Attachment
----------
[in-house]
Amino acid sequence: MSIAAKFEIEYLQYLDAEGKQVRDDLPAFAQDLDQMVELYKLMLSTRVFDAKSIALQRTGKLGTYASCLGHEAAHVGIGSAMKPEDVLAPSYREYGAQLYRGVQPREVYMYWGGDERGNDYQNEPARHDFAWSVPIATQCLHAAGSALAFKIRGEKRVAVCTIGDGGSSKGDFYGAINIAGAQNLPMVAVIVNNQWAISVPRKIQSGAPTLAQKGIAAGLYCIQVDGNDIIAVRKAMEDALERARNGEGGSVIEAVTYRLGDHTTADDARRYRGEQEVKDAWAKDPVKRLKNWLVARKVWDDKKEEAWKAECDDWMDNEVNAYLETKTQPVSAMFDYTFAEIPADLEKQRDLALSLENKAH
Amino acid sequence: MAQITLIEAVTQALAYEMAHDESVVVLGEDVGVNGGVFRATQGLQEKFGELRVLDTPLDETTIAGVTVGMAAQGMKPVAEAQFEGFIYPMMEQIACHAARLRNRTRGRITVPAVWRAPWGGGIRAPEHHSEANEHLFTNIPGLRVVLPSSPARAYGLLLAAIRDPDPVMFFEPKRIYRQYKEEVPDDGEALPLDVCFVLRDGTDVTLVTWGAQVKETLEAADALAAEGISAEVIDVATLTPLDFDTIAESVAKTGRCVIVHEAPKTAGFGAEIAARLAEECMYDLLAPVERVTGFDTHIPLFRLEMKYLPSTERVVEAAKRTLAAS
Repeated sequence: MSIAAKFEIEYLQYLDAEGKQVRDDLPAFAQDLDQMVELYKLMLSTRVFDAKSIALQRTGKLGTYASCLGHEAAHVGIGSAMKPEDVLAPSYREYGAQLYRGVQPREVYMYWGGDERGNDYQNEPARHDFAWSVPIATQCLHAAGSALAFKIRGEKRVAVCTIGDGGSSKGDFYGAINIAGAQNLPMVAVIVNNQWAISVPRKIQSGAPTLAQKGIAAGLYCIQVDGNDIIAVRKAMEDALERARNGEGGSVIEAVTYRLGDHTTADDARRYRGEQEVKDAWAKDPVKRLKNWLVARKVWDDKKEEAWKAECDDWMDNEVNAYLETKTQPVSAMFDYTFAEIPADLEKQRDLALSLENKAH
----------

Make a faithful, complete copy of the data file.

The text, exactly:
[in-house]
Amino acid sequence: MSIAAKFEIEYLQYLDAEGKQVRDDLPAFAQDLDQMVELYKLMLSTRVFDAKSIALQRTGKLGTYASCLGHEAAHVGIGSAMKPEDVLAPSYREYGAQLYRGVQPREVYMYWGGDERGNDYQNEPARHDFAWSVPIATQCLHAAGSALAFKIRGEKRVAVCTIGDGGSSKGDFYGAINIAGAQNLPMVAVIVNNQWAISVPRKIQSGAPTLAQKGIAAGLYCIQVDGNDIIAVRKAMEDALERARNGEGGSVIEAVTYRLGDHTTADDARRYRGEQEVKDAWAKDPVKRLKNWLVARKVWDDKKEEAWKAECDDWMDNEVNAYLETKTQPVSAMFDYTFAEIPADLEKQRDLALSLENKAH
Amino acid sequence: MAQITLIEAVTQALAYEMAHDESVVVLGEDVGVNGGVFRATQGLQEKFGELRVLDTPLDETTIAGVTVGMAAQGMKPVAEAQFEGFIYPMMEQIACHAARLRNRTRGRITVPAVWRAPWGGGIRAPEHHSEANEHLFTNIPGLRVVLPSSPARAYGLLLAAIRDPDPVMFFEPKRIYRQYKEEVPDDGEALPLDVCFVLRDGTDVTLVTWGAQVKETLEAADALAAEGISAEVIDVATLTPLDFDTIAESVAKTGRCVIVHEAPKTAGFGAEIAARLAEECMYDLLAPVERVTGFDTHIPLFRLEMKYLPSTERVVEAAKRTLAAS
Repeated sequence: MSIAAKFEIEYLQYLDAEGKQVRDDLPAFAQDLDQMVELYKLMLSTRVFDAKSIALQRTGKLGTYASCLGHEAAHVGIGSAMKPEDVLAPSYREYGAQLYRGVQPREVYMYWGGDERGNDYQNEPARHDFAWSVPIATQCLHAAGSALAFKIRGEKRVAVCTIGDGGSSKGDFYGAINIAGAQNLPMVAVIVNNQWAISVPRKIQSGAPTLAQKGIAAGLYCIQVDGNDIIAVRKAMEDALERARNGEGGSVIEAVTYRLGDHTTADDARRYRGEQEVKDAWAKDPVKRLKNWLVARKVWDDKKEEAWKAECDDWMDNEVNAYLETKTQPVSAMFDYTFAEIPADLEKQRDLALSLENKAH